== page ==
Part of the research with the genetic mutations and breast cancer is that they have definitively identified BRCA1 & BRCA2 genes as a strong tie to developing breast cancer, but the clinical geneticists also acknowledge that these are the 2 that have been clearly identified ---- there is a good amount of researchers who would also acknowledge that there are probably other "genes" out there but there is not the evidence to support the connection to breast cancer....down the road, more genes and breast cancer will probably be discovered just not sure whose lifetime that will be in mine, my children or my grandchildren. I did not test positive for the 2 known mutations although both my sister and I were in our forties at diagnosis, of Ashkenazi heritage (along with Irish & English), non-smokers, not big drinkers, breast fed had our children in our late 20's early thirties, etc etc. My money is on the fact that in the years to come, research will correllate additional genes into the picture!

    Not just breast cancer....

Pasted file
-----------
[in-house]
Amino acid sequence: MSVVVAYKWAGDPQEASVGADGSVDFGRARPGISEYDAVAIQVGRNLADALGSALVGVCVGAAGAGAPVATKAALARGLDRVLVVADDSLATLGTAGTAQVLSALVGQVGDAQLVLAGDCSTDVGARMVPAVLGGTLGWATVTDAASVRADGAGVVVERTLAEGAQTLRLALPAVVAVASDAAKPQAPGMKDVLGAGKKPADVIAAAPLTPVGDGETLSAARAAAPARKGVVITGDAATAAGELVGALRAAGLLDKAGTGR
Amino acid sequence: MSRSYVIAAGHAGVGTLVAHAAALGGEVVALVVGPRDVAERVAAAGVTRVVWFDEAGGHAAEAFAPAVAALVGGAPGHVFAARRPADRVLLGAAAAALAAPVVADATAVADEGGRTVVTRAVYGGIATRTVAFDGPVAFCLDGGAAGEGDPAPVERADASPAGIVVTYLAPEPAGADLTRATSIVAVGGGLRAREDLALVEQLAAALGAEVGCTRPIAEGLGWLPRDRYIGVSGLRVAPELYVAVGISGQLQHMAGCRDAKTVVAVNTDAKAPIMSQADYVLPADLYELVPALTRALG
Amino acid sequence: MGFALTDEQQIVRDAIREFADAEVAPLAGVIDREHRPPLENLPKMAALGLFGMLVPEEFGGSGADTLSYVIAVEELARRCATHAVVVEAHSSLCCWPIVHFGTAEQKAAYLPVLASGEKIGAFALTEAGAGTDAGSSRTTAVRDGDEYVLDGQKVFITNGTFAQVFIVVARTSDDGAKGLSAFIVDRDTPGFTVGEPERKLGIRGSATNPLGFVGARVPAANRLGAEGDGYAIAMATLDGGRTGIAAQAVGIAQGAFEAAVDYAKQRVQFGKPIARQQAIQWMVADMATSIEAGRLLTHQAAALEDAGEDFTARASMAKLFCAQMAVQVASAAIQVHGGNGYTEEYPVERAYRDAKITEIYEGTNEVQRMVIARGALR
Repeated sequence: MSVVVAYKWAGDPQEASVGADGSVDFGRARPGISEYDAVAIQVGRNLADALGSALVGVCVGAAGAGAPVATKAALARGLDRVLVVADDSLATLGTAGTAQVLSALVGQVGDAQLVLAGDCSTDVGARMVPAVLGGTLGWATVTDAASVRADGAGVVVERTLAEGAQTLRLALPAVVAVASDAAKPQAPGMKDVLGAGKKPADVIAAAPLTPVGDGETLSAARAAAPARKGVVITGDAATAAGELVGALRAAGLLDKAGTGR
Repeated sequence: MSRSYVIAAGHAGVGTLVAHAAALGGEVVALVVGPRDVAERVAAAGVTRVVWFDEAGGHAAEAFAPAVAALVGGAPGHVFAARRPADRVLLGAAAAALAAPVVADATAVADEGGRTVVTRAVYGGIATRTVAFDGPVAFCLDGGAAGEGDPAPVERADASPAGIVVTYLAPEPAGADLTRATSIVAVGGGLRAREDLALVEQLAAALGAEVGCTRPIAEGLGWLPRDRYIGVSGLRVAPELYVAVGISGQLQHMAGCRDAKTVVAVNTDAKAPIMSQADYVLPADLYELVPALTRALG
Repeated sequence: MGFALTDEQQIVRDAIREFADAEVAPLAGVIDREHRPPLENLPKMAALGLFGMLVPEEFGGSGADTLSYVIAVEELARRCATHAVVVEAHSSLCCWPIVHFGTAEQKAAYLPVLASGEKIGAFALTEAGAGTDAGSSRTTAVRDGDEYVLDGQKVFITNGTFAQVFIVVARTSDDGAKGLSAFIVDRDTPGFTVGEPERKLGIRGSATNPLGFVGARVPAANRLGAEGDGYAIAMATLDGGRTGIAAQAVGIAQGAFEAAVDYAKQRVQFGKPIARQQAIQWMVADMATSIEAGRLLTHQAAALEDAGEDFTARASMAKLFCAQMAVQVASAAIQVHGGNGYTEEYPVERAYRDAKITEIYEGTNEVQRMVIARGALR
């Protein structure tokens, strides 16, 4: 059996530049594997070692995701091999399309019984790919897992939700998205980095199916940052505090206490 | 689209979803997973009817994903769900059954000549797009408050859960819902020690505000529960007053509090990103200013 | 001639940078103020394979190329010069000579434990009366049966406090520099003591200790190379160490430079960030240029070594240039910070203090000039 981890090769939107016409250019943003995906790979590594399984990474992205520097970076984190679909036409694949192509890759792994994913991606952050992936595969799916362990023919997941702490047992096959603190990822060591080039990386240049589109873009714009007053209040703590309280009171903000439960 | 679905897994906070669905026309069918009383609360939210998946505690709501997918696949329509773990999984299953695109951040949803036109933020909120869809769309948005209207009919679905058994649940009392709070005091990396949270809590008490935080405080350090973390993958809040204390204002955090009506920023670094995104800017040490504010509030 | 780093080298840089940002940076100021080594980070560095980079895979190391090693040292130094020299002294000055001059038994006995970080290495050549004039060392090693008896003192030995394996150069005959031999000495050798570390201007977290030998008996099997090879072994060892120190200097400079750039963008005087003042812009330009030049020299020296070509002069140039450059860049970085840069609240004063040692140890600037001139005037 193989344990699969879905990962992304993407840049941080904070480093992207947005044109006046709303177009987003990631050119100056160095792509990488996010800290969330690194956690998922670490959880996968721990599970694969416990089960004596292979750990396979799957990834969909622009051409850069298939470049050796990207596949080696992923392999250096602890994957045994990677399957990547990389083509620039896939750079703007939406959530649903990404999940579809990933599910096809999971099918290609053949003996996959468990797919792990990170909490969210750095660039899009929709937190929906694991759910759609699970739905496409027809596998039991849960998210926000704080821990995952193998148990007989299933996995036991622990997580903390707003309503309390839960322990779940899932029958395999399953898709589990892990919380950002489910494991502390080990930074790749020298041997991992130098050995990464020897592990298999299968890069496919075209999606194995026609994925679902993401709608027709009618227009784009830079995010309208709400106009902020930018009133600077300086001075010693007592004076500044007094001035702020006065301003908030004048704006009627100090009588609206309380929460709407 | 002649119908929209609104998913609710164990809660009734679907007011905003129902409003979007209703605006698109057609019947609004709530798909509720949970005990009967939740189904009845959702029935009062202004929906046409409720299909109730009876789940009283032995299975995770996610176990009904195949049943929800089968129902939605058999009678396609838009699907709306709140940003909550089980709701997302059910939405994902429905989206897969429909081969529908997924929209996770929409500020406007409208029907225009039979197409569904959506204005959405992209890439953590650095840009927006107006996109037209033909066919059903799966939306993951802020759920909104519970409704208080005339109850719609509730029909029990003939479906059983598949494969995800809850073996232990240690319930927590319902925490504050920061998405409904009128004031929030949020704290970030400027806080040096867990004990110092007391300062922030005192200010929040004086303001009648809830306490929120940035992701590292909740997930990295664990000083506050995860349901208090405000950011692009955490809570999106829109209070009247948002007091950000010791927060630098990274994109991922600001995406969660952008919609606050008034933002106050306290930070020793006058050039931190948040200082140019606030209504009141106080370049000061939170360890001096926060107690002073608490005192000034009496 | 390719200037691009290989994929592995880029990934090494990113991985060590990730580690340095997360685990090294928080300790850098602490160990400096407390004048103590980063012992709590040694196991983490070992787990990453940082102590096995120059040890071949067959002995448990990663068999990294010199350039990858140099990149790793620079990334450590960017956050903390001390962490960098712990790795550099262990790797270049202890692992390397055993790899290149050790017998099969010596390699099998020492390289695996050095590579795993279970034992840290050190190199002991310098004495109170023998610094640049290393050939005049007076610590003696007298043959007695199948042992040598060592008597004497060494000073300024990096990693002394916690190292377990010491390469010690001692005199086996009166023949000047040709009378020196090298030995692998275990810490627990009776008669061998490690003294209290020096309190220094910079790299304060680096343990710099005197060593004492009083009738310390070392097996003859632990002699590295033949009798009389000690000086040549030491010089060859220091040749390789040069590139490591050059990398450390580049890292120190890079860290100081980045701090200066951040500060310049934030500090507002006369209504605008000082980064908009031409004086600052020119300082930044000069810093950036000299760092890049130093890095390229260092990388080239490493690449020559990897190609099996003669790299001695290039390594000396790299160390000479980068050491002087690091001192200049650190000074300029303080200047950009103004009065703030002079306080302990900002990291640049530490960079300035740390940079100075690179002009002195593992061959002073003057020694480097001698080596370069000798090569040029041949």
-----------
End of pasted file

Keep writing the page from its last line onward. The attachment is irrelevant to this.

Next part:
But cancer in general, I've found out, is not just the luck of the draw. Even if there is a history of cancer in your family, you can still avoid it by making lifestyle changes and educating yourself about vitamins, herbs and foods that support antioxidant activity and immune support, and above all, healthy cell division. Cancer is a survival Mechanism, a reaction pathway to puting us on notice that something terribly has gone wrong inside of us and until we correct that problem, we will always live in fear of the beast. I've walked this path and have have been in remission 9 years. My diet consists of mostly raw, organic (Non-GMO)foods and herbs that I've studied over the years that promote healthy cell division and that stimulate circulatory and lymphatic functions (Detox as part of a daily regime.) Your immune system is your security system. In it are the soldiers that go out and fight the battle for you everyday. Supporting a healty immune system and preventing cancer is simple and straightforward: It only requires daily exposure to the right nutrients (phytonutrients, vitamin D, etc.) and protection from exposure to cancer-causing chemicals -- especially endocrine disruptors like cow's milk, conventional meats, plastics, pharmaceuticals and food additive chemicals.